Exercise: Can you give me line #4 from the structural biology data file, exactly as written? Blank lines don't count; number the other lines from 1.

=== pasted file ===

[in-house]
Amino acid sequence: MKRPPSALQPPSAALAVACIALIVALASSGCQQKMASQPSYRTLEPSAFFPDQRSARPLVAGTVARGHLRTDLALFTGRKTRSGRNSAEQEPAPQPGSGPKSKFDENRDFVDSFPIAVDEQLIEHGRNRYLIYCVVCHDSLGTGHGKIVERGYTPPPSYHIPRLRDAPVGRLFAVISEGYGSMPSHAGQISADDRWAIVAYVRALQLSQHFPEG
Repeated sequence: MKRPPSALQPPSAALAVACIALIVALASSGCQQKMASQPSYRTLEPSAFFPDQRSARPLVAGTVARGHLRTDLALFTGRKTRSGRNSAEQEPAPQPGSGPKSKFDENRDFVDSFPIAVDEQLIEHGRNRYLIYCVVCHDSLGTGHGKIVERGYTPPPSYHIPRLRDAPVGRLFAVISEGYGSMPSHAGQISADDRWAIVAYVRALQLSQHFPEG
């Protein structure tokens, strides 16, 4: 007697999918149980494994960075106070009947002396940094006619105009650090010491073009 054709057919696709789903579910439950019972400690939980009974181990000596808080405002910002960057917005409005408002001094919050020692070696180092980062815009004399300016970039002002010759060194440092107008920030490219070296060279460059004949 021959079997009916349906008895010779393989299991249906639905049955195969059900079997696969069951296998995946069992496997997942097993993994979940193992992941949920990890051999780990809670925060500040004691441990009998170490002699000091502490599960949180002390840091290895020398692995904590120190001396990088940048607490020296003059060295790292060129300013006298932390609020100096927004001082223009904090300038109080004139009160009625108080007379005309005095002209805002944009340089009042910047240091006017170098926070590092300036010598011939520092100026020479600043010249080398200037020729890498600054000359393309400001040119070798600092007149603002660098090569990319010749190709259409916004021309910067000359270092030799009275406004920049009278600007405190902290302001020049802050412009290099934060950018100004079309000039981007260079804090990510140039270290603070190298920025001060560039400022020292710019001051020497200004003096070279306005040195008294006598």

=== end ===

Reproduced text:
């Protein structure tokens, strides 16, 4: 007697999918149980494994960075106070009947002396940094006619105009650090010491073009 054709057919696709789903579910439950019972400690939980009974181990000596808080405002910002960057917005409005408002001094919050020692070696180092980062815009004399300016970039002002010759060194440092107008920030490219070296060279460059004949 021959079997009916349906008895010779393989299991249906639905049955195969059900079997696969069951296998995946069992496997997942097993993994979940193992992941949920990890051999780990809670925060500040004691441990009998170490002699000091502490599960949180002390840091290895020398692995904590120190001396990088940048607490020296003059060295790292060129300013006298932390609020100096927004001082223009904090300038109080004139009160009625108080007379005309005095002209805002944009340089009042910047240091006017170098926070590092300036010598011939520092100026020479600043010249080398200037020729890498600054000359393309400001040119070798600092007149603002660098090569990319010749190709259409916004021309910067000359270092030799009275406004920049009278600007405190902290302001020049802050412009290099934060950018100004079309000039981007260079804090990510140039270290603070190298920025001060560039400022020292710019001051020497200004003096070279306005040195008294006598």